28 Mar The Pros And Cons Of Different Types Of Dental Implants
Thanks to advances in modern dentistry you are spoilt for choice when it comes to the types of dental implants on offer. Of course each implant option comes with its own set of advantages and disadvantages, and assessing these with the help of your dentist can help you make the most informed decision for your long term dental health.
The Pros And Cons Of Conventional Dental Implants
Conventional or standard implants are the same size and shape as the teeth you were born with. The biggest advantage of this is they blend is seamlessly with your natural teeth, and fill the space left behind by the missing tooth.
By replacing missing teeth titanium dental implants help to preserve your muscle tone, help you articulate words better and give you more confidence.
The biggest disadvantage of conventional implants is they can only be utilised if you have enough jaw bone to support them. Your gums should be healthy and you should have enough bone available to support the implant.
An implant that is embedded in the jawbone is known as an endosteal or endosseus implant.
If your bone density is not sufficient you may need a bone graft, or you may be a candidate for subperiosteal implants, which are embedded above the jaw bone in a metal frame.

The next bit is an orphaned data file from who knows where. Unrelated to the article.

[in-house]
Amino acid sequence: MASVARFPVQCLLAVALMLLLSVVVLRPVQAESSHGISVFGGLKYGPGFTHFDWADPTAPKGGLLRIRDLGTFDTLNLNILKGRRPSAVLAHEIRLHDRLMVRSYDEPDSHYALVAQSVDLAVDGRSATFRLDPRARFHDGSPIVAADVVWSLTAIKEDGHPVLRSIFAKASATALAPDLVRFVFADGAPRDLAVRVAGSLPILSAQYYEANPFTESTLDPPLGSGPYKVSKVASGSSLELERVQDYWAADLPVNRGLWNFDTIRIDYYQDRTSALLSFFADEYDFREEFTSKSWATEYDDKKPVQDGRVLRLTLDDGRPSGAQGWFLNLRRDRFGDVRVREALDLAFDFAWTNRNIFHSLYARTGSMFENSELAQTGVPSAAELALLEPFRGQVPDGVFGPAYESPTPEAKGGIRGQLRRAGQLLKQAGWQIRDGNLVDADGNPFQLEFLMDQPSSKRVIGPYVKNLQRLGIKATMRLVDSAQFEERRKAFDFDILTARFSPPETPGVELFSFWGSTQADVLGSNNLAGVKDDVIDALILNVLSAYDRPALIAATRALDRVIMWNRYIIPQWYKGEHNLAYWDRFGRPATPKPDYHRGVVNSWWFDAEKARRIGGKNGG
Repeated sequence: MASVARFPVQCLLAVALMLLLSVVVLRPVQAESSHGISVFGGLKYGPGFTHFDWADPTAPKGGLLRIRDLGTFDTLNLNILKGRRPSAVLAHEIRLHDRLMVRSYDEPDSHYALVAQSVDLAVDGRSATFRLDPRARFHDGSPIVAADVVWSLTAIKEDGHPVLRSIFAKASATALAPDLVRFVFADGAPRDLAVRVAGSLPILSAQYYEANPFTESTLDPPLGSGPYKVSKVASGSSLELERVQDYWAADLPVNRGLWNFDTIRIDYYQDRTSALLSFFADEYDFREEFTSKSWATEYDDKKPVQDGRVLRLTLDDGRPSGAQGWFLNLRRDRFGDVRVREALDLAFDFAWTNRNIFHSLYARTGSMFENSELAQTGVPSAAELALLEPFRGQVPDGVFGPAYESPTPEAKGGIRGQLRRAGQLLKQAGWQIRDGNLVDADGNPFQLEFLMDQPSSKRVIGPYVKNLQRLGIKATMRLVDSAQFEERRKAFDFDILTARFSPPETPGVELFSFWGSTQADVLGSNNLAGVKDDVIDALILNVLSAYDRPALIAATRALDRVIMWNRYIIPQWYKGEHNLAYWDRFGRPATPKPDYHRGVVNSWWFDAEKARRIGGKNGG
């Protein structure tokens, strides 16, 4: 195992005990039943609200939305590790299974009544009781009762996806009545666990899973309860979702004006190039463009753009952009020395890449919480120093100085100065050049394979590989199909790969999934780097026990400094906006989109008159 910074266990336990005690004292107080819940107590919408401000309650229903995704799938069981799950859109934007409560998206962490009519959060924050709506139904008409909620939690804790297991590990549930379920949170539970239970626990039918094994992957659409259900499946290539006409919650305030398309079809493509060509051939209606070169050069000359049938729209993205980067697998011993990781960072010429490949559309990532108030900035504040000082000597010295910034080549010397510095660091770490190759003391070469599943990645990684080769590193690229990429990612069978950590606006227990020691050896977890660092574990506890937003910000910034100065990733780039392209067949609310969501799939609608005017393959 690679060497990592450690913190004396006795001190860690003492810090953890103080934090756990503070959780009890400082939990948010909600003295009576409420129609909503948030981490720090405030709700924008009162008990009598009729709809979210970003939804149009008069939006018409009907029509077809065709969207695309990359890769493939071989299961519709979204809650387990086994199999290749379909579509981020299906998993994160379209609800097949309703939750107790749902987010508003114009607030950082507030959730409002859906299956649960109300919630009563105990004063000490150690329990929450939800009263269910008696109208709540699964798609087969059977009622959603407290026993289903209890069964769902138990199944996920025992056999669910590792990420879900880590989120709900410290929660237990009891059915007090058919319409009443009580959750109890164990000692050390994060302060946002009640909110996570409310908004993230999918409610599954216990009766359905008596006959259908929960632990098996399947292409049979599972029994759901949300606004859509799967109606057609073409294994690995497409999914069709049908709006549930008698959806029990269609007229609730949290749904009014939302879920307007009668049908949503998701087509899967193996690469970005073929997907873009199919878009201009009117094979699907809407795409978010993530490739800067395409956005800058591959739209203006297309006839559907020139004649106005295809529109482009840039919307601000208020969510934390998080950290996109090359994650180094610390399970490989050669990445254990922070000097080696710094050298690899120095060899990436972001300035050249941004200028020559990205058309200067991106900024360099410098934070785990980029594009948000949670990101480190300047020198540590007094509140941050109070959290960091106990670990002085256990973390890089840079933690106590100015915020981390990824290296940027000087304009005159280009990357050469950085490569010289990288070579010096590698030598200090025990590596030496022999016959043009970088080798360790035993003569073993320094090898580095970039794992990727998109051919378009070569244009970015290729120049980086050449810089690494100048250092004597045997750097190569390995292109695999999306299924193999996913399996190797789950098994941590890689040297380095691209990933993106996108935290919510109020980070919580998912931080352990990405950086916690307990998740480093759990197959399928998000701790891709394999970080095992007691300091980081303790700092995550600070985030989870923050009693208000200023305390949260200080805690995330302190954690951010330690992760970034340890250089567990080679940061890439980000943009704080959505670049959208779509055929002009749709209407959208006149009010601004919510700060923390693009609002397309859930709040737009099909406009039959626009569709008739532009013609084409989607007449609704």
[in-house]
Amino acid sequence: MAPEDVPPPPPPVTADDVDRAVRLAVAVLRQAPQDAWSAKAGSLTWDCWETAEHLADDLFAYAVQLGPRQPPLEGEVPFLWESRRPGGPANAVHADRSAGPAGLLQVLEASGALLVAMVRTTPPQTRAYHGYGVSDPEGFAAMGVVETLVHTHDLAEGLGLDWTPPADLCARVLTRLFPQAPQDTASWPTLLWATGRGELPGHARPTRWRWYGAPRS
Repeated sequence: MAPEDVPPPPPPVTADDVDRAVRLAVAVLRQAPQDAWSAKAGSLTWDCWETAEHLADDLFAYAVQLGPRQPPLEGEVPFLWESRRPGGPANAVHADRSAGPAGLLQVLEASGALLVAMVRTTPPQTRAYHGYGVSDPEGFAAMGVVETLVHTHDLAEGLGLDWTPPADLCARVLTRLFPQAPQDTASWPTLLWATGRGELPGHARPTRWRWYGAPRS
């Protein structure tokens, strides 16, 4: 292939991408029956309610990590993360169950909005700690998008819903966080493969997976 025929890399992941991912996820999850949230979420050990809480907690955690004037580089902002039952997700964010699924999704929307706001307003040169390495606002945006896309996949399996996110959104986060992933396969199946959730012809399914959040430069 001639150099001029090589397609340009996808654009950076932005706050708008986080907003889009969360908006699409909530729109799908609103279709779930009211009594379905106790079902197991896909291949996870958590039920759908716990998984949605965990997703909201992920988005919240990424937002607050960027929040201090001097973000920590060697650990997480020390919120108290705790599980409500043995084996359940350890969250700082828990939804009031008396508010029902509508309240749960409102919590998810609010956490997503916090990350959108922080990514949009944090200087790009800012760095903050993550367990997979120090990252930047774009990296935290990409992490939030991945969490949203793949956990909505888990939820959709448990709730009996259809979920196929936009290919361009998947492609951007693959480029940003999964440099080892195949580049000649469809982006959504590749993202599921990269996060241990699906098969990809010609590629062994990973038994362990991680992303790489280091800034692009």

The Pros And Cons Of Mini Implants
Mini implants are extremely useful types of dental implants for small spaces. If you have small teeth, are missing front teeth or the spaces between your teeth are too small for conventional implants, mini implants may just do the trick. Another major advantage of mini implants is the rate at which the mouth heals after their insertion, thanks to their smaller size.
Mini implants can be used to provide a temporary solution to missing teeth. Thanks to their small size they are also more affordable than conventional dental implants and may provide a more viable interim solution for people on tight budgets.
The biggest disadvantage of using mini implants also relates to their size and strength. A conventional implant is usually 3 to 4mm wide but a mini implant is usually less than 3mm. This means they cannot handle the heavy duty chewing that molars undergo and cannot be used to replace back teeth.
The Pros And Cons Of Fixed Bridgework
While implants outperform bridges in many cases, combining fixed bridgework with dental implants provides a number of dental benefits to replace multiple missing teeth.
On their own bridges can be uncomfortable to wear because they need to use your surrounding teeth for support. They can also cause wear on the surrounding teeth. They may feel insecure in the mouth and move around a little, but when they are supported by a stable and permanent dental implant, these disadvantages fall away.
Possibly the greatest disadvantage to fixed bridgework is the amount of work required. Once the dental implants have been inserted you may need two to three more visits before the bridge is fully attached.
Have questions about the different types of dental implants?
Contact our world-class dentists to discuss your long term dental health: 03 8595 2630